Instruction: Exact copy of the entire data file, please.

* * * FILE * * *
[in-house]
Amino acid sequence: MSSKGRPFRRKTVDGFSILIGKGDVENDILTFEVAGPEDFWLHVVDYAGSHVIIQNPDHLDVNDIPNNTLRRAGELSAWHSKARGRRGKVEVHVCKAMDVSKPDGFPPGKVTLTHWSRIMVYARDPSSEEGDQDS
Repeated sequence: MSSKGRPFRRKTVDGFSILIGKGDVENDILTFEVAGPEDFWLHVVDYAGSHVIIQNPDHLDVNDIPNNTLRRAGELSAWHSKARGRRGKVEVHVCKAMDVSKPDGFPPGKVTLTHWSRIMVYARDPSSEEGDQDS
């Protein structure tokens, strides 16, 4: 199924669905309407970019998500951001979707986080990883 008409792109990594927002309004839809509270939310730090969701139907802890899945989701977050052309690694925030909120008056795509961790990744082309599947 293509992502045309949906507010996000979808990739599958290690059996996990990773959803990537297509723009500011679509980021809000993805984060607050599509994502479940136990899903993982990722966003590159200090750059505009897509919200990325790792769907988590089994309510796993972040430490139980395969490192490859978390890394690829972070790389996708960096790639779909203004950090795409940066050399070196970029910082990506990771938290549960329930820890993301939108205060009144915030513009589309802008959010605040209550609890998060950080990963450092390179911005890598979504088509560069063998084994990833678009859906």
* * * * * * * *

[in-house]
Amino acid sequence: MSSKGRPFRRKTVDGFSILIGKGDVENDILTFEVAGPEDFWLHVVDYAGSHVIIQNPDHLDVNDIPNNTLRRAGELSAWHSKARGRRGKVEVHVCKAMDVSKPDGFPPGKVTLTHWSRIMVYARDPSSEEGDQDS
Repeated sequence: MSSKGRPFRRKTVDGFSILIGKGDVENDILTFEVAGPEDFWLHVVDYAGSHVIIQNPDHLDVNDIPNNTLRRAGELSAWHSKARGRRGKVEVHVCKAMDVSKPDGFPPGKVTLTHWSRIMVYARDPSSEEGDQDS
């Protein structure tokens, strides 16, 4: 199924669905309407970019998500951001979707986080990883 008409792109990594927002309004839809509270939310730090969701139907802890899945989701977050052309690694925030909120008056795509961790990744082309599947 293509992502045309949906507010996000979808990739599958290690059996996990990773959803990537297509723009500011679509980021809000993805984060607050599509994502479940136990899903993982990722966003590159200090750059505009897509919200990325790792769907988590089994309510796993972040430490139980395969490192490859978390890394690829972070790389996708960096790639779909203004950090795409940066050399070196970029910082990506990771938290549960329930820890993301939108205060009144915030513009589309802008959010605040209550609890998060950080990963450092390179911005890598979504088509560069063998084994990833678009859906």